The film sketches in these characters just enough to hold the story together. What really interests Berg is exploring how the disaster happened, what it was like, and how those 126 people responded, for better and for worse.

The culture of wrath: How not to poison your soul on social media ARTICLE

The culture of wrath: How not to poison your soul on social media

The pitfalls of human nature being what they are, to dwell excessively on negative thoughts and preoccupations — to give free rein to outrage, anger, fear, antipathy, and, all too easily, hatred — is a constant temptation. (It’s a special hazard during election seasons, but the problem is perennial.) That which is dishonorable, unjust, impure, and worthy of condemnation drowns out what is honorable, just, pure, and worthy of praise.

<em>Inside Out</em> and upside down: Does&nbsp;Pixar&rsquo;s most recent masterpiece distort human nature? ARTICLE

Inside Out and upside down: Does Pixar’s most recent masterpiece distort human nature?

None of this is to say that Inside Out doesn’t present a lopsided view of the place of emotions in human nature. It does. Most if not all stories, even great ones, are lopsided in some respect or other.

Queen of Katwe REVIEW

Queen of Katwe (2016)

There are so many reasons Queen of Katwe shouldn’t even exist, and just thinking about them all makes me even more vexed at Hollywood for its desperate obsession with exhausted franchise fare when there are winning and wonderful stories like this to be told.

Hillsong &#8211; Let Hope Rise REVIEW

Hillsong – Let Hope Rise (2016)

Possibly the best and most cinematic sequence in Hillsong – Let Hope Rise is a montage that strikingly captures how the music of the Australian Evangelical church-based praise band Hillsong United touches, and unites, people all around the world.

Sully REVIEW

Sully (2016)

Many actors come to own the roles they play so completely that once you see them, you can’t imagine anyone else in the part. Tom Hanks plays roles in which you can’t imagine anyone else even before you see him.

People keep lying about computer &#8220;creativity&#8221; POST

People keep lying about computer “creativity”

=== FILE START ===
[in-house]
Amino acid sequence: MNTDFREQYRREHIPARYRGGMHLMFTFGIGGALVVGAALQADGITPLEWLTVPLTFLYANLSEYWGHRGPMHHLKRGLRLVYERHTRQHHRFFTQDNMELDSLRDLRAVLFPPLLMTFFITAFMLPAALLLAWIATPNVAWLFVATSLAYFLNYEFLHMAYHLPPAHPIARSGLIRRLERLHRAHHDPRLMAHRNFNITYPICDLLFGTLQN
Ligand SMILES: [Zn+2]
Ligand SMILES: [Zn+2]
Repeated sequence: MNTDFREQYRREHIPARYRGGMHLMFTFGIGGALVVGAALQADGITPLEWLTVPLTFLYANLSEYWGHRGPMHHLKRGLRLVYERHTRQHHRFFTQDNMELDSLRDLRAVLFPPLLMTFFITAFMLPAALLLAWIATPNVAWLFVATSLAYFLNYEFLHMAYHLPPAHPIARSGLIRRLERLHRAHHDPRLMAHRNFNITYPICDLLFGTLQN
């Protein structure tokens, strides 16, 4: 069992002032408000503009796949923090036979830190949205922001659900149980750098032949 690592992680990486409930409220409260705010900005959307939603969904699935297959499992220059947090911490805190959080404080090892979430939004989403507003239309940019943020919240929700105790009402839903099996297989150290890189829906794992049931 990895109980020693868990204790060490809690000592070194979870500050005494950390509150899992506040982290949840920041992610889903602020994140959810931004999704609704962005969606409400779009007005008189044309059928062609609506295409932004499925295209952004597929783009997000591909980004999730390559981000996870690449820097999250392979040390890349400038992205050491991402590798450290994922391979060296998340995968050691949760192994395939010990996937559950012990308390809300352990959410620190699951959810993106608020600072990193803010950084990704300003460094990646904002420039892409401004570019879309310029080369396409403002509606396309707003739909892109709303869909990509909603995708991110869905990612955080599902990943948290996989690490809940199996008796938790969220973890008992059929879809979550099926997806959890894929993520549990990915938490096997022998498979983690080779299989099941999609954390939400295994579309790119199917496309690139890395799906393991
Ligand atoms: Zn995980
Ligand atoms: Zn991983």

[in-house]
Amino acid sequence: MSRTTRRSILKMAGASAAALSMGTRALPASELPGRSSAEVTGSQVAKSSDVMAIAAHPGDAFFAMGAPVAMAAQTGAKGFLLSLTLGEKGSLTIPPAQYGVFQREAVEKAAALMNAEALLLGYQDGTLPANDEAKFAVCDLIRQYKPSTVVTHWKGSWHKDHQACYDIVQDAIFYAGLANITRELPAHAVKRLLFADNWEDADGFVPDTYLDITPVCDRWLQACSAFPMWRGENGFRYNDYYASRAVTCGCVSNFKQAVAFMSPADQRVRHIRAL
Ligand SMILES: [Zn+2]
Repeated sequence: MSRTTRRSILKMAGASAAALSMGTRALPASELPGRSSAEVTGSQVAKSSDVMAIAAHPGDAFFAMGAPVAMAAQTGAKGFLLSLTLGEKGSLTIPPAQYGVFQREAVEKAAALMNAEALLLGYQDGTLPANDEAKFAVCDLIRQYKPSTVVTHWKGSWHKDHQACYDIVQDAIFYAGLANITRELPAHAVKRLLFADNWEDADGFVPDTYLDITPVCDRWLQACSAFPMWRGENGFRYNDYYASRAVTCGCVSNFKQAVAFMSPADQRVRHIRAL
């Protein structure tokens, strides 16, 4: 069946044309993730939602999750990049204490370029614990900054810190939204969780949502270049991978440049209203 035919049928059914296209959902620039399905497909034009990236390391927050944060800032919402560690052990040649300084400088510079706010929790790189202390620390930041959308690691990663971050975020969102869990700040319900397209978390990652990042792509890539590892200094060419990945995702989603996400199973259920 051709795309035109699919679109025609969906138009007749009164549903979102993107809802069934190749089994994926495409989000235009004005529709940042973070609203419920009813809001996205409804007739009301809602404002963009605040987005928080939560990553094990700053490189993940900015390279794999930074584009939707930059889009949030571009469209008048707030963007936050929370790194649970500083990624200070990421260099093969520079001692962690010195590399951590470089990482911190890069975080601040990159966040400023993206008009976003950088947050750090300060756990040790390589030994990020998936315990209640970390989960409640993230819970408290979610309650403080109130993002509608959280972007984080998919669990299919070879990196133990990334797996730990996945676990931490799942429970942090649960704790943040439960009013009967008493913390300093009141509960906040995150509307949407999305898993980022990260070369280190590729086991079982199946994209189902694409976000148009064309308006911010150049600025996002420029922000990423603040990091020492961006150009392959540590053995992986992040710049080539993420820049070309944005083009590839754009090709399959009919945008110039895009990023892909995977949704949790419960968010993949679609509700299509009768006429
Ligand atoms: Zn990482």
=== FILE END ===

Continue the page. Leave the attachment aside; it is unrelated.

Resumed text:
Nearly 15 years ago the British futurist Ian Pearson predicted that by 2010 the world’s highest-paid celebrity would be an artificial “synthespian.” That didn’t pan out, but now journalists and PR people are trying to hype A.I. entities as filmmakers behind the camera.

The Iron Giant REVIEW

The Iron Giant (1999)

There is a purity to Brad Bird’s directorial debut The Iron Giant, based on the British poet Ted Hughes’ children’s novel The Iron Man, that is inconceivable in the family film landscape of today.

Greater REVIEW

Greater (2016)

Greater has three surprises, which is three more than most faith-based films, particularly of the inspirational sports-movie variety.

Kubo and the Two Strings REVIEW

Kubo and the Two Strings (2016)

Kubo and the Two Strings comes close to being a masterpiece, and one of the two best American animated films in years, the other being Pixar’s Inside Out.

Ben-Hur REVIEW

Ben-Hur (2016)

On paper, and sometimes even on screen, there’s some promise and potential in this remake of Ben-Hur.

Pete&#8217;s Dragon REVIEW

Pete’s Dragon (2016)

I’m almost afraid to say it out loud, or even in writing, but with Pete’s Dragon joining The Jungle Book and Cinderella, Disney may be giving the lie to the old cliché “They don’t make ’em like that any more.”

Where are Hollywood&#8217;s good Catholic characters? ARTICLE

Where are Hollywood’s good Catholic characters?

Here is a sobering question: Has there been a single substantial, positive depiction of Catholic faith or identity in a major Hollywood non-horror film in the last 10 or 15 years?

Let&rsquo;s face it: Hollywood&rsquo;s got a &ldquo;religion problem&rdquo; ARTICLE

Let’s face it: Hollywood’s got a “religion problem”

One area of representation is disproportionately ignored: how Hollywood deals with religious belief and identity.

Ice Age: Collision Course [video] POST

Ice Age: Collision Course [video]

The tipping point has been reached where I now wish that even the original Ice Age had never been made in the first place. Yes, even if it means no Scratt ever.

Jason Bourne [video] POST

Jason Bourne [video]

You know his name. David Webb. You did know that was his name, right?